Regarding C#,

To my understanding the question below is wrong. meaning that a "ternary operator" and a "conditional operator" . Am I Correct?

Question# 6: 10 > 9 ? “10 is greater than 9” : “9 is greater than 10” is an example of _______

  • Ternary operator
  • Conditional operator
  • Greater than operator
  • Inverse operator

Correct Answer: Ternary operator


  • 3
    Well that's a bad question, MS themselves clearly calls it both conditional operator and ternary operator. And there's a "greater than" in there as well..
    – harold
    Aug 15 '17 at 22:32
  • 3
    According to MSDN You can call ?: indeed Conditional or Ternary. It is not unlikely, however, that in your course material, Conditional refers to If, while Ternary sepcifically refers to ?:
    – oerkelens
    Aug 15 '17 at 22:34
  • 4
    A ternary operator is just one with three arguments, the conditional operator is also a ternary operator. It is commonly called 'the' ternary operator though.
    – Lee
    Aug 15 '17 at 22:35
  • 2
    That's the only question on that site that you have a problem with? I just went through the test, and putting the horrible grammar aside, the questions/answers are mostly pathetic. Stuff like "what's the correct way to initialize an array?" int[] array = new int[5]; or int[] array = new int[] { 1, 2, 3, 4, 5}; Well guess what; they're both correct! There were at least 4 other questions that were, at best, misleading. That site should be taken down before it harms any more future programmers.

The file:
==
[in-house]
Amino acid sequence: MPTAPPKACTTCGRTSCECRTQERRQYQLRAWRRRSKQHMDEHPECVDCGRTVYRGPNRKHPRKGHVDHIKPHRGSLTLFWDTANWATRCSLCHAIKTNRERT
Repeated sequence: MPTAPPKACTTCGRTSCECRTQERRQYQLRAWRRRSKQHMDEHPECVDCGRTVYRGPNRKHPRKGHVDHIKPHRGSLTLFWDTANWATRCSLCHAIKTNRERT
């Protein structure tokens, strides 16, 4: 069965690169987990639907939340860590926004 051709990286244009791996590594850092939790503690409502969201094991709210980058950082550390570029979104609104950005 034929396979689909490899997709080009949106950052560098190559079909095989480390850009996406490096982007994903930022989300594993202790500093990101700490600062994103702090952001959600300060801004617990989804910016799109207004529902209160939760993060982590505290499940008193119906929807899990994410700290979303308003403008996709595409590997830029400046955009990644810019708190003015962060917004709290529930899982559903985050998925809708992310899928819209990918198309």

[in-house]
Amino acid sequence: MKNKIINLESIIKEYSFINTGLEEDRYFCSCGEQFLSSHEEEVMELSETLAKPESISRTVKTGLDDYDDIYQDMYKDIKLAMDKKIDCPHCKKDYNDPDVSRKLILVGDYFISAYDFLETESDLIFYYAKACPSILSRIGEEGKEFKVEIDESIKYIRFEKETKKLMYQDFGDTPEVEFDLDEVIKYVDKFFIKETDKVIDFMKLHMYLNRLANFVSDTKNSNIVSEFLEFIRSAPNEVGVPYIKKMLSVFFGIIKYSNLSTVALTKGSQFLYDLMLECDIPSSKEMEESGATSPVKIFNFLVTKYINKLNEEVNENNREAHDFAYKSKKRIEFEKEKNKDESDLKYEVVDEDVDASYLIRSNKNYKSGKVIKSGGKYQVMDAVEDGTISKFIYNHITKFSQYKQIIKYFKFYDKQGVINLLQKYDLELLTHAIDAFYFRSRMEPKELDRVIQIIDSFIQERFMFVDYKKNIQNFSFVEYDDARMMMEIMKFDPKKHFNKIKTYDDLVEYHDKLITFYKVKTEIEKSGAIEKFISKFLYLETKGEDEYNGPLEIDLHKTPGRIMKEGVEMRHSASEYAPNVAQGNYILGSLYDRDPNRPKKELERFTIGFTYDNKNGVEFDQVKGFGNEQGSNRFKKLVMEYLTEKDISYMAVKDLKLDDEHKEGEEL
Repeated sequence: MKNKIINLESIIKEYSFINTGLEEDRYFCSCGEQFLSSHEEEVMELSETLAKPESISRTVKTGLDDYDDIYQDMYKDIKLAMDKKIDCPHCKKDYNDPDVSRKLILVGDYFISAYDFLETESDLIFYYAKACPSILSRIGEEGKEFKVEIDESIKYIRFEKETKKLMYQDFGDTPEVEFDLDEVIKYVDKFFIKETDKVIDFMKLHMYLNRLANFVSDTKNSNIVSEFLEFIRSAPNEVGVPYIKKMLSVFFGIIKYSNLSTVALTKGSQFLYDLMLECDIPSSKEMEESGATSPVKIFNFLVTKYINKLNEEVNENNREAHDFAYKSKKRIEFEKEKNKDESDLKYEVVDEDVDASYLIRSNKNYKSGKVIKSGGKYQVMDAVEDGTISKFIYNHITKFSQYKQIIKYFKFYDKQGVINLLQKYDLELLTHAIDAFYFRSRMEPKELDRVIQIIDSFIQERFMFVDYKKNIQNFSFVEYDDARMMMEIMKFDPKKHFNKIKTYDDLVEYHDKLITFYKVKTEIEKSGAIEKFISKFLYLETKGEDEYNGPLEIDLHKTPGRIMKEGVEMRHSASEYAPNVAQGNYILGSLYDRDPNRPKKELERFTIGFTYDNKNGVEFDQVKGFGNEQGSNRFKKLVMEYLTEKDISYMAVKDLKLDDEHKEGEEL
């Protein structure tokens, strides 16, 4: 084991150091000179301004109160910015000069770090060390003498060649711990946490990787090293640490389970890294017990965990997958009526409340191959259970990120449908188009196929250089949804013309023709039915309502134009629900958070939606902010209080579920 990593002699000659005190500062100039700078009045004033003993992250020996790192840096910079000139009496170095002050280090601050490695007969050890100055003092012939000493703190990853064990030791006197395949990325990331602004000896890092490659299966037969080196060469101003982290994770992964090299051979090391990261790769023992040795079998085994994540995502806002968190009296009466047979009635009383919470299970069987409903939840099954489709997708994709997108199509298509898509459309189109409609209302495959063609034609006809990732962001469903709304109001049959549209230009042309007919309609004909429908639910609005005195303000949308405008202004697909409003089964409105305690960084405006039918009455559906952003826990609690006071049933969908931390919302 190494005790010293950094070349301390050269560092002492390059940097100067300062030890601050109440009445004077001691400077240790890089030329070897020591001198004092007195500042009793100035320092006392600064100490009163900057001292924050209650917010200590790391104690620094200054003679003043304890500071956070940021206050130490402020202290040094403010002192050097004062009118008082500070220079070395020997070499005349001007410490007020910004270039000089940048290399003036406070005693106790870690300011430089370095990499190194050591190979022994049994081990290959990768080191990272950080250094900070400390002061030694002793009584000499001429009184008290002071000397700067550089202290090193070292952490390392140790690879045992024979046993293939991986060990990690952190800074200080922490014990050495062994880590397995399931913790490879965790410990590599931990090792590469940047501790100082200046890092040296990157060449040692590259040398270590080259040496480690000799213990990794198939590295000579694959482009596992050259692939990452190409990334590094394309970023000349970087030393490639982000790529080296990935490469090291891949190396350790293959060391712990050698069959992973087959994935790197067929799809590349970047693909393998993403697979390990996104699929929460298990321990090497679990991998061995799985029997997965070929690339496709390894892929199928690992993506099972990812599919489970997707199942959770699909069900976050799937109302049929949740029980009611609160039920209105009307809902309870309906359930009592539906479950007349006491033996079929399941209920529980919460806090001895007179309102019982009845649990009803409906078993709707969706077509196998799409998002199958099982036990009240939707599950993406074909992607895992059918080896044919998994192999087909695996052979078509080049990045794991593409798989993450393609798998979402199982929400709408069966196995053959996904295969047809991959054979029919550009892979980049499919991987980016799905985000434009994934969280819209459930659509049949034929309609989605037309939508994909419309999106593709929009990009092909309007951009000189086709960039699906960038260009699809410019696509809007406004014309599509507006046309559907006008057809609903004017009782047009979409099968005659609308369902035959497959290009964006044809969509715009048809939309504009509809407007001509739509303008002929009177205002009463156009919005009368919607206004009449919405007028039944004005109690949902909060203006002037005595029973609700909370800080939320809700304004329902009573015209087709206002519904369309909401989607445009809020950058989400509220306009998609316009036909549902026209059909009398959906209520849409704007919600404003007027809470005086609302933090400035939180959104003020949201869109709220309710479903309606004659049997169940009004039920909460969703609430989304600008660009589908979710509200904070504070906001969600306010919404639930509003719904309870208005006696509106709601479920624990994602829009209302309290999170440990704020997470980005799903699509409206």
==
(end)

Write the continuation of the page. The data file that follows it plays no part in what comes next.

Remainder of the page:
– itsme86
    Aug 15 '17 at 22:51
  • 6
    Those questions are pretty much all horrid. Never go back to that site. Aug 15 '17 at 23:08

The correct answer is "Conditional Operator" ( which happens to be the only ternary operator so often gets called that ) as that's what the language reference calls it.


  • is the issues that its the Ternary operator in java and on the quest to be !java things in get garbled with how programmers are used to labeling things
    – snowCrabs
    Aug 15 '17 at 23:09
  • In Java, ?: is called the conditional operator. It's true that since the conditional operator is the only ternary operator, one can unambiguously refer to it as the ternary operator, but that doesn't mean that 'ternary operator' is its name.
    – user10762593
    Mar 18 '19 at 2:53
  • 1
    @KeithNicholas - my comment was directed to snowCrabs, who asked "is the issue that it's the ternary operator in Java?", and what I'm saying is that it isn't called the ternary operator in Java either. We're saying the same thing, you about C# and me about Java. Possibly I should have stopped after my first sentence and it would have been clearer. If you'd prefer, we can delete these comments and then I'll re-post, reworded,
    – user10762593
    Mar 18 '19 at 3:07

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